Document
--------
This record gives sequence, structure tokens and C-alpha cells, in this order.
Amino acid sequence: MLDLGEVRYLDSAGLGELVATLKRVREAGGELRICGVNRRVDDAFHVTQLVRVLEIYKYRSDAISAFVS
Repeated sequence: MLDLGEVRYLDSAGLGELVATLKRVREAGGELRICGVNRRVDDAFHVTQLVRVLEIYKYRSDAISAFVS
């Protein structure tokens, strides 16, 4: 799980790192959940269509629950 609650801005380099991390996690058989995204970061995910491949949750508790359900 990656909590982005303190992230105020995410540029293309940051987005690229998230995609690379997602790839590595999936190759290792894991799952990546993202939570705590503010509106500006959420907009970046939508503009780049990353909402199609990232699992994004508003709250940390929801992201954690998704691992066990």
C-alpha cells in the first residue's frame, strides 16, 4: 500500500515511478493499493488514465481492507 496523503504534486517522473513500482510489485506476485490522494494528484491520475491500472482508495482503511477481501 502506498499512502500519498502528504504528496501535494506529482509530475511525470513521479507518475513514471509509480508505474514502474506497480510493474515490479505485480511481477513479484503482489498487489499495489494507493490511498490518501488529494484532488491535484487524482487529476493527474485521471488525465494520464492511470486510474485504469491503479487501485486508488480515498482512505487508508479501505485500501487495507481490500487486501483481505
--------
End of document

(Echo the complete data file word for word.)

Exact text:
This record gives sequence, structure tokens and C-alpha cells, in this order.
Amino acid sequence: MLDLGEVRYLDSAGLGELVATLKRVREAGGELRICGVNRRVDDAFHVTQLVRVLEIYKYRSDAISAFVS
Repeated sequence: MLDLGEVRYLDSAGLGELVATLKRVREAGGELRICGVNRRVDDAFHVTQLVRVLEIYKYRSDAISAFVS
């Protein structure tokens, strides 16, 4: 799980790192959940269509629950 609650801005380099991390996690058989995204970061995910491949949750508790359900 990656909590982005303190992230105020995410540029293309940051987005690229998230995609690379997602790839590595999936190759290792894991799952990546993202939570705590503010509106500006959420907009970046939508503009780049990353909402199609990232699992994004508003709250940390929801992201954690998704691992066990």
C-alpha cells in the first residue's frame, strides 16, 4: 500500500515511478493499493488514465481492507 496523503504534486517522473513500482510489485506476485490522494494528484491520475491500472482508495482503511477481501 502506498499512502500519498502528504504528496501535494506529482509530475511525470513521479507518475513514471509509480508505474514502474506497480510493474515490479505485480511481477513479484503482489498487489499495489494507493490511498490518501488529494484532488491535484487524482487529476493527474485521471488525465494520464492511470486510474485504469491503479487501485486508488480515498482512505487508508479501505485500501487495507481490500487486501483481505